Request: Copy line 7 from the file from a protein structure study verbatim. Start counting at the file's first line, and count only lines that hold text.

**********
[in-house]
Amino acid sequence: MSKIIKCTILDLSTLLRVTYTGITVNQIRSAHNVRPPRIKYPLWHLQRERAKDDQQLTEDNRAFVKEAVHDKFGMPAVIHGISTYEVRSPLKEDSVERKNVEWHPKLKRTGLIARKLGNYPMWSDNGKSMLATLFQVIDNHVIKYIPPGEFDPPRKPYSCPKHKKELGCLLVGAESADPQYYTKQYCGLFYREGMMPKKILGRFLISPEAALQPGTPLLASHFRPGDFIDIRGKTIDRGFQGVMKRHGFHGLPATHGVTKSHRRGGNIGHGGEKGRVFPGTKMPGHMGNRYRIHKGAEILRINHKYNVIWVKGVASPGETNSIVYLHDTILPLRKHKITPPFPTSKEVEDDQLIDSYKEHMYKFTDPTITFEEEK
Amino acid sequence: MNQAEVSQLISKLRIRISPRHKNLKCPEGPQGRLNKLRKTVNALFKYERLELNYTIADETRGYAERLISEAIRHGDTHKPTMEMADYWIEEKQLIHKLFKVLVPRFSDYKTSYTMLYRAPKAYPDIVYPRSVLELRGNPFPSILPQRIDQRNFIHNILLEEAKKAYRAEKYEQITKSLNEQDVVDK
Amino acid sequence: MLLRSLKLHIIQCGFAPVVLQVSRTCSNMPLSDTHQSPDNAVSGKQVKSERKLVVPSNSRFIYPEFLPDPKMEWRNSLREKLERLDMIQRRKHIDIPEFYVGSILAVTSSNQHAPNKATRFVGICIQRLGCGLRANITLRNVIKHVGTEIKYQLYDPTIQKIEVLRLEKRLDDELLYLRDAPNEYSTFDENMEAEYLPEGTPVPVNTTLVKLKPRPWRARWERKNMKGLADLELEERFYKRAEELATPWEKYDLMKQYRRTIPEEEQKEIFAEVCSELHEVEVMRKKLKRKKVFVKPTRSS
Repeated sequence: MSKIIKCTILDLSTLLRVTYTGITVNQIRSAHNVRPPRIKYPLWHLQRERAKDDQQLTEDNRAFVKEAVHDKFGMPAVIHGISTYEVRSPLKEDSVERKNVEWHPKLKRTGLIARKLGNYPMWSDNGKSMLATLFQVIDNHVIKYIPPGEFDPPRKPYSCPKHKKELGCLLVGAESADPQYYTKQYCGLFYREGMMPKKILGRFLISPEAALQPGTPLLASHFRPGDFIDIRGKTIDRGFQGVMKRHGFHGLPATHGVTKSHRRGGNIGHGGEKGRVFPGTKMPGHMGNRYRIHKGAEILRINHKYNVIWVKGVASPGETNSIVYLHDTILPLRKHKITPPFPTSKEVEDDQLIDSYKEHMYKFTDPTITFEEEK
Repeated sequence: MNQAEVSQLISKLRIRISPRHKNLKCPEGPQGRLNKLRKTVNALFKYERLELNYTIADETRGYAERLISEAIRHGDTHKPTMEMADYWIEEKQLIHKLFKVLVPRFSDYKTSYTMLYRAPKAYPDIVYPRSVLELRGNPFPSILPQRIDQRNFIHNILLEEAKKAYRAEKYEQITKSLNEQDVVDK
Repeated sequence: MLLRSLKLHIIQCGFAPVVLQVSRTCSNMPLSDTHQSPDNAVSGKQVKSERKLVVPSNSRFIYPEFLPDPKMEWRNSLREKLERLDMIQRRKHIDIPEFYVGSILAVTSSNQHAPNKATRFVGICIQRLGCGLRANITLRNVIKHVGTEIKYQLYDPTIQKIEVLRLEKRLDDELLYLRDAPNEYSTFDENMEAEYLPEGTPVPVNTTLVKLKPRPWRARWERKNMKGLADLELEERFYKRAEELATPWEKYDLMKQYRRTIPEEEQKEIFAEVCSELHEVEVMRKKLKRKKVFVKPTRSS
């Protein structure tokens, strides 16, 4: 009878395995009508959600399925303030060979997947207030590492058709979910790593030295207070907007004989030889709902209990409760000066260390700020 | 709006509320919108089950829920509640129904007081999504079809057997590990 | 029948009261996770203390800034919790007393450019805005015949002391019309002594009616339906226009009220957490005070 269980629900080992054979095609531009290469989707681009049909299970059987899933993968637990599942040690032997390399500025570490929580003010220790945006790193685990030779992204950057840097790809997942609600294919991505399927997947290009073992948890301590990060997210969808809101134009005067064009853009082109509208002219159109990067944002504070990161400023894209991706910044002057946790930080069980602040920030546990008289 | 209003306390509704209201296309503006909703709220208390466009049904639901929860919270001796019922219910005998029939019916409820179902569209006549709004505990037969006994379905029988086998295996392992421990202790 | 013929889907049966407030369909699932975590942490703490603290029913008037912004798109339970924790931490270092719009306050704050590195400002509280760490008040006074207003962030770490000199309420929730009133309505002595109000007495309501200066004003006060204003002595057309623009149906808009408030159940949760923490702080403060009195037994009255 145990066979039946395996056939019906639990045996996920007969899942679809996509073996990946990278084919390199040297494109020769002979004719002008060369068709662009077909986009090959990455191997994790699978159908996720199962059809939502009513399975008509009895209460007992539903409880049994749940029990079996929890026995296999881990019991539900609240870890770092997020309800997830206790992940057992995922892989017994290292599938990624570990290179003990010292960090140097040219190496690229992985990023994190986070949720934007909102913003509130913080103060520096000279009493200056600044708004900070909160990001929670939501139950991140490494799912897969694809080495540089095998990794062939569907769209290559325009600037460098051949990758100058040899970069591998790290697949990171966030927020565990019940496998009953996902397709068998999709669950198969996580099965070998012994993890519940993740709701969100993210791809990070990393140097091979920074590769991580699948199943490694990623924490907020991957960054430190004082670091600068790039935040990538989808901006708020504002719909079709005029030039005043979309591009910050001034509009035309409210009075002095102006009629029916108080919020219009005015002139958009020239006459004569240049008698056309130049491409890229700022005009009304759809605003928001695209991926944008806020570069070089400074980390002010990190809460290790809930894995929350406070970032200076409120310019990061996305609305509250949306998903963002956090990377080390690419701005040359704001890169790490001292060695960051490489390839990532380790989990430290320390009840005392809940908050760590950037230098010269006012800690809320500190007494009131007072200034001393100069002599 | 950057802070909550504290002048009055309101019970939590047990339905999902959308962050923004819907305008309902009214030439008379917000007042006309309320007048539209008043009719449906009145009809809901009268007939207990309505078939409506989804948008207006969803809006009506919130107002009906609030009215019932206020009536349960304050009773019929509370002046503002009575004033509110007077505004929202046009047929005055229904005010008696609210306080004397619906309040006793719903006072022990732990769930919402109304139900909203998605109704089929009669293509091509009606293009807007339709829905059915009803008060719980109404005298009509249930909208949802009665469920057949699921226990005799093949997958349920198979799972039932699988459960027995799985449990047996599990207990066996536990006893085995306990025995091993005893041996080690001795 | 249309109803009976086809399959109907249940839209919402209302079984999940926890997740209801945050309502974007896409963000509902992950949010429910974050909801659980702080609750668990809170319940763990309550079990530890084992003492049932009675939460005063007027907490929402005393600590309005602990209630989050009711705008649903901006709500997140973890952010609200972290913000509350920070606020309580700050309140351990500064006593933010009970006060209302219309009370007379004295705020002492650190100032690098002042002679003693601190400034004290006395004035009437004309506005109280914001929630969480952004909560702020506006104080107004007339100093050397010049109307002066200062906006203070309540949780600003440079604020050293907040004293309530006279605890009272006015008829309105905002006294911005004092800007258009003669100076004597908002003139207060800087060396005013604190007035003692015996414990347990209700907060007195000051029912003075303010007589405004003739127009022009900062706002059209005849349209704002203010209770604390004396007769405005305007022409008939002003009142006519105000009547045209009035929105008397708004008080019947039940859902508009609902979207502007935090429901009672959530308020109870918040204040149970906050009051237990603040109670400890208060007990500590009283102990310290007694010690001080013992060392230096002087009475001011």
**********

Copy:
Repeated sequence: MLLRSLKLHIIQCGFAPVVLQVSRTCSNMPLSDTHQSPDNAVSGKQVKSERKLVVPSNSRFIYPEFLPDPKMEWRNSLREKLERLDMIQRRKHIDIPEFYVGSILAVTSSNQHAPNKATRFVGICIQRLGCGLRANITLRNVIKHVGTEIKYQLYDPTIQKIEVLRLEKRLDDELLYLRDAPNEYSTFDENMEAEYLPEGTPVPVNTTLVKLKPRPWRARWERKNMKGLADLELEERFYKRAEELATPWEKYDLMKQYRRTIPEEEQKEIFAEVCSELHEVEVMRKKLKRKKVFVKPTRSS